The main incriminating evidence was the so-called “kidnapping book”. This was a ledger detailing all the expenses of the slave-ship venture. It mentioned Peter Williamson by name and included entries such as:

“To one pair of stockings to Peter Williamson, six pence; To five days of diet, one shilling and three pence.”

One entry read:

“To the man who brought Peter Williamson, one shilling and six pence.”

Eventually in 1768 the case was proved. Peter was awarded damages of £200 plus 100 guineas costs.

Child slavery was endemic in Aberdeen and elsewhere in the 1700s. The plantations in the American colonies were desperate for labour. The Book of Bon Accord (Robertson 1839) records that:

“The inhabitants of the neighbourhood dared not send their children into town, and even trembled lest they should be snatched away from their homes. For in all parts of the country emissaries were abroad, in the dead of night children were taken by force from the beds where they slept; and the remote valleys of the Highlands, fifty miles distant from the city, were infested by ruffians who hunted their prey as beasts of the chase.”

Skelton (2004) mentions that it was estimated that 600 boys and girls were abducted and sold for slavery between 1740 and 1760 in Aberdeen and the North-east. On the voyage alone that took Peter Williamson, there were 69 youngsters on board.

A BBC website accompanying a radio series on the history of the British Empire fills in some background from the period:

“Most accounts of British slaving date from the 16th century with the shipping of Africans to the Spanish Main. But less discussed is what happened to English and Scots eight, nine and ten year-olds in places like Aberdeen, London and Bristol. Many from those places were sold for forced labour in the colonies.

London gangs would capture youngsters, put them in the hold of a ship moored in the Thames and when the hold was full, set sail for America. Many authorities encouraged the trade. In the early 17th century authorities wanted rid of the waifs, strays, young thieves and vandals in their towns and cities. The British were starting to settle in Virginia. So that’s where the children went.

This was a time when it was common enough in Britain to have small children as cheap, or unpaid labour. In 1618 one hundred children were officially transported to Virginia. So pleased were the planters with the young labour that the then Lord Mayor, Sir William Cockayne, received an immediate order from the colony “to send another ship load.”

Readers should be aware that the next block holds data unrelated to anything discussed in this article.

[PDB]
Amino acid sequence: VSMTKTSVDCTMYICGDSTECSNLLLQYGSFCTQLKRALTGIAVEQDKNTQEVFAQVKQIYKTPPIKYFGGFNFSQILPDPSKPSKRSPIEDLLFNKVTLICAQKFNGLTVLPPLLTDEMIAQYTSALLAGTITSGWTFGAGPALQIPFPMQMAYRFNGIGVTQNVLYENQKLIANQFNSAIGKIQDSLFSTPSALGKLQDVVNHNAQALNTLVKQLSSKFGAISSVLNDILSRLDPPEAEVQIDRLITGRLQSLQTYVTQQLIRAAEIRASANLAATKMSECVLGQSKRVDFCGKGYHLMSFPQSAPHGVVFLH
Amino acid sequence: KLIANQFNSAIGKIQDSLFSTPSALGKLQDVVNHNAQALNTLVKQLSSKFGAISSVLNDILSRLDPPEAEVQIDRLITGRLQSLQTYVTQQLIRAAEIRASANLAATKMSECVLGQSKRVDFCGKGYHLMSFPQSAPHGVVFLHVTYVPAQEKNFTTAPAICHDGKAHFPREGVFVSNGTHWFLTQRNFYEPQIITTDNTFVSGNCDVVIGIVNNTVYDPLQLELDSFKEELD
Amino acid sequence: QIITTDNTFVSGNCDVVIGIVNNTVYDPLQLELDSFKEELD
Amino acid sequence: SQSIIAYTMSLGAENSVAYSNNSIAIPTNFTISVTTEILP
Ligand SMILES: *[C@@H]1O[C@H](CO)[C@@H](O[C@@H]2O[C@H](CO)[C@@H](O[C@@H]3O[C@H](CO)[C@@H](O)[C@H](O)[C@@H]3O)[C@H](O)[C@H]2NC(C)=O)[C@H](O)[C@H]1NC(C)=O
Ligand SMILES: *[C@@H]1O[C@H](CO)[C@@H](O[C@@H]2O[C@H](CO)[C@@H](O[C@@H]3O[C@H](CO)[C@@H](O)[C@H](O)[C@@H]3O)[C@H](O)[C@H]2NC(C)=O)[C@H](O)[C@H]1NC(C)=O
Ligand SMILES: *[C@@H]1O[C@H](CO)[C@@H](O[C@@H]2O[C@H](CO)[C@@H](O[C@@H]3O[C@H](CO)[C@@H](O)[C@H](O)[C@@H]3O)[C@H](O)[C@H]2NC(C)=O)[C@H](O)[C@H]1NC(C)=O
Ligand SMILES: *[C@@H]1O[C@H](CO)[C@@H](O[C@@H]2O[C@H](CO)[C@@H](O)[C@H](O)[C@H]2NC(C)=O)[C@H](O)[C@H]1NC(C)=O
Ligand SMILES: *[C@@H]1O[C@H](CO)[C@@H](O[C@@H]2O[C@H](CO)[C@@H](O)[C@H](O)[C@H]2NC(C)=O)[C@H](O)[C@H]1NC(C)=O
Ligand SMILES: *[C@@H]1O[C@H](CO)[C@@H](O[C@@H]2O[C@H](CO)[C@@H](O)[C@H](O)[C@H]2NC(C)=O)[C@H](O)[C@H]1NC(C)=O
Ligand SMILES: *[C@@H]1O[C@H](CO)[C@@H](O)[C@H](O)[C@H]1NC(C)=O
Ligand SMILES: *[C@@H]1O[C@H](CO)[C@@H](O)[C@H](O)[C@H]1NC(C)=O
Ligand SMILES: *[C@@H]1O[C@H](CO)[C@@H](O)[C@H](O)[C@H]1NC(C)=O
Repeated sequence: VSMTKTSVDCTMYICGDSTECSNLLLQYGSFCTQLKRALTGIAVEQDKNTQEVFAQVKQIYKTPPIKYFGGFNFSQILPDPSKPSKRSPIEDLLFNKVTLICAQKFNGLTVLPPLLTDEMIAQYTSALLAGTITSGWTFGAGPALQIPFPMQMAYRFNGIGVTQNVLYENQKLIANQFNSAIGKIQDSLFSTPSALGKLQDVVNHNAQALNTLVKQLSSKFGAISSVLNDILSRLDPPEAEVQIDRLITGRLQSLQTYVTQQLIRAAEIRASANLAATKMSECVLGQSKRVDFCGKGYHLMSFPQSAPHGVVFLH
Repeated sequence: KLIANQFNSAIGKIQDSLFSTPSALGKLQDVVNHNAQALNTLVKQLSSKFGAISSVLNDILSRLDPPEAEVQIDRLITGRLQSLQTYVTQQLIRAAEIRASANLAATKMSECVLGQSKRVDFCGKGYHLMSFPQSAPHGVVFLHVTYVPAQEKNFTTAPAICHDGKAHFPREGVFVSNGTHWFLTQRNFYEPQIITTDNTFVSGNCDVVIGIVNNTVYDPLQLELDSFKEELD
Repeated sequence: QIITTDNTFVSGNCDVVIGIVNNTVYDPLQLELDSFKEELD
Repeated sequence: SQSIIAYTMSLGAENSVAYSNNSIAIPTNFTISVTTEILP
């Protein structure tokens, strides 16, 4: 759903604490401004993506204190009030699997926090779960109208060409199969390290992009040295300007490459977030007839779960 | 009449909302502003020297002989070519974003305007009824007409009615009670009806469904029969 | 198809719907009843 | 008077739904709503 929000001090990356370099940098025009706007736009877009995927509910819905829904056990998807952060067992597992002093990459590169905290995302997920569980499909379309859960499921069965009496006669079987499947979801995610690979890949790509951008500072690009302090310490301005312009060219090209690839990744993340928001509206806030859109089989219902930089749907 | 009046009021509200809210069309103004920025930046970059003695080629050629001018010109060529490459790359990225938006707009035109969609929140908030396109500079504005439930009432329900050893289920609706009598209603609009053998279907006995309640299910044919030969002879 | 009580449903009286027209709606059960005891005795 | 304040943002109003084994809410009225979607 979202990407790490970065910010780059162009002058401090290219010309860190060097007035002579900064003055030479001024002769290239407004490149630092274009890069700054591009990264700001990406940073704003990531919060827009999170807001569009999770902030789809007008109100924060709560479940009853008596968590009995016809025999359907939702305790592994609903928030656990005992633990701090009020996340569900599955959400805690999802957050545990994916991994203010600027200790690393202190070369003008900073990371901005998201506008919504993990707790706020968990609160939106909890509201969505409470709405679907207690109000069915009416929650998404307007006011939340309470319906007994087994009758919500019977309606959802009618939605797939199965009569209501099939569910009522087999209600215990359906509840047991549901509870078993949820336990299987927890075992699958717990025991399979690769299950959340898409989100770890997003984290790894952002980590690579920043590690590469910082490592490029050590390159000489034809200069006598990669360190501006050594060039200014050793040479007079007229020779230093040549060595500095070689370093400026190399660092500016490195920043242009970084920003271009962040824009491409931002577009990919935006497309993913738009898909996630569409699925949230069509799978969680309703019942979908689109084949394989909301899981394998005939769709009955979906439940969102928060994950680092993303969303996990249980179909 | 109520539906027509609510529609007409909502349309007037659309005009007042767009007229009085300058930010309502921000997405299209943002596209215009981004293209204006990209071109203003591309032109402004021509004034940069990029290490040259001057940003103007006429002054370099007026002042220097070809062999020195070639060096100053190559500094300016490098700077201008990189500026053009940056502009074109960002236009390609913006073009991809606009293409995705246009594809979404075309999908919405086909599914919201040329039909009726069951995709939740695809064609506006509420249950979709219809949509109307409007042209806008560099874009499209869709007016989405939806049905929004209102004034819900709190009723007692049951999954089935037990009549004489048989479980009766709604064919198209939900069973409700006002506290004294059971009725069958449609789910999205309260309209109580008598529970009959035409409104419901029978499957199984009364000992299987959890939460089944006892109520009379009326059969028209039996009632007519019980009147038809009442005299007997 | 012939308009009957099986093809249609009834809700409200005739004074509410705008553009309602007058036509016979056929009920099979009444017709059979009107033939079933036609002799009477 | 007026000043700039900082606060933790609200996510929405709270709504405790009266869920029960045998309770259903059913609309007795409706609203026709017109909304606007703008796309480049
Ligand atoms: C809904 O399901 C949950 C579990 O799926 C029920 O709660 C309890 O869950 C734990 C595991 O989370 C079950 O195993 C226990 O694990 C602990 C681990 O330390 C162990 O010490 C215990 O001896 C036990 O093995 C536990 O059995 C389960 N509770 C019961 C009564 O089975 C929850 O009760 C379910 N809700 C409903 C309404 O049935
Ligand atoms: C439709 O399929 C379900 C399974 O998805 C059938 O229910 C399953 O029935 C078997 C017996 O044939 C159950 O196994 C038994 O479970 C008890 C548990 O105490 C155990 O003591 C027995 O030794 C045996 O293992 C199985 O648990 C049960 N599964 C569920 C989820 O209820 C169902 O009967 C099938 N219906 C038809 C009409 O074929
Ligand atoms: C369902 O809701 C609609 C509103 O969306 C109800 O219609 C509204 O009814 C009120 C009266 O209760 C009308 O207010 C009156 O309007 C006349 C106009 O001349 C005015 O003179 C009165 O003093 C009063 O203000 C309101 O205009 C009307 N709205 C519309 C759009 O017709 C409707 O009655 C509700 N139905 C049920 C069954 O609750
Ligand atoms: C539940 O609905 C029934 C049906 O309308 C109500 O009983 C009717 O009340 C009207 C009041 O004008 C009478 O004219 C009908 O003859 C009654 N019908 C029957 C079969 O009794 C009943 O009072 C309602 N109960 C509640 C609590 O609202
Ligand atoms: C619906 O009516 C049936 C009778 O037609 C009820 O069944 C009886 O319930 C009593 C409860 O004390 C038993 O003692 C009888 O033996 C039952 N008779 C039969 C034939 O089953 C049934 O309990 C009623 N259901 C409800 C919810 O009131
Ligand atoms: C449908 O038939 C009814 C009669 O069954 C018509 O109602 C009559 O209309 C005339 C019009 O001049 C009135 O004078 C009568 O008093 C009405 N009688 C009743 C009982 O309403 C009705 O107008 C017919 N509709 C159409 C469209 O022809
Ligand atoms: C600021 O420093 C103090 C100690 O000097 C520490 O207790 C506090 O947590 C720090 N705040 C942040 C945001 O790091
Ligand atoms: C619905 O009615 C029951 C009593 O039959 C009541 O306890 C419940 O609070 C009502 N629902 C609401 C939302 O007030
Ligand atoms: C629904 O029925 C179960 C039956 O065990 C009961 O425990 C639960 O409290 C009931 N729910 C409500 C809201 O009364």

See: http://www.bbc.co.uk/radio4/history/empire/episodes/episode_36.shtml

Sources:

*Joseph Robertson: “The Book of Bon Accord”. Aberdeen 1839.
*Douglas Skelton: “Indian Peter. The extraordinary life and adventures of Peter Williamson”. Edinburgh, 2004.
*Peter Williamson “The Life and Curious Adventures of Peter Williamson, Who was Carried off from Aberdeen and Sold for a Slave”. York, 1757.

Read the full story here: The Life and Curious Adventures of Peter Williamson

Jun 102011
 

With thanks to Mike Shepherd.

Peter Williamson was kidnapped from Aberdeen harbour in 1743 and shipped as a child slave to the American colonies. Following the death of his master, he married into a wealthy family and set up a farmstead on the frontiers of the province of Pennsylvania.

On the 2nd of October 1754 his farm was raided by Indians, set ablaze and Peter was captured and used as a slave by the Indians to help carry booty from their raiding expeditions.

After two months in the winter camp, the Indians set off with Peter on a new raiding campaign.

“I began to meditate on my escape; and though I knew the country round extremely well, having been often thereabouts with my companions, hunting deer and other beasts, yet was I very cautious of giving the least suspicion of such my intention. However, my keepers thought proper to visit the mountains in search of game for their sustenance, leaving me bound in such a manner that I could not escape.  At night, when they returned, having unbound me, we all sat down together to supper on two polecats, being what they had killed, and soon after (being greatly fatigued with their day’s excursion) they composed themselves to rest as usual.

Observing them to be in that somniferous state, I tried various ways to see whether it was a scheme to prove my intentions or not; but after making a noise and walking about, sometimes touching them with my feet, I found there was no fallacy. My heart then exulted with joy at seeing a time come that I might in all probability be delivered from my captivity, but the joy was soon damped by the dread of being discovered by them, or taken by any straggling parties. To prevent which, I resolved, if possible to get one of their guns, and if discovered die in my defence rather than be taken. For that purpose, I made various efforts to get one from under their heads (where they usually secured them) but in vain.

Frustrated in this my first essay regarding liberty, I dreaded the thoughts of carrying my new design into execution; yet after a little consideration, and trusting myself to divine protection, I set forward, naked and defenceless as I was. A rash and dangerous enterprise!

Such was my terror, however, that in going from them I halted and paused every four or five yards, looking fearfully towards the spot where I had left them, lest they should awake and miss me; but when I was about two hundred yards  from them I mended my pace, and made as much haste as I could to the foot of the mountains, when on a sudden I was struck with the greatest terror and amaze at hearing the wood-cry, as it is called, and may be expressed – Jo hau! Jo hau! – which  the savages I had left were making, accompanied with the most hideous cries and howling they could utter.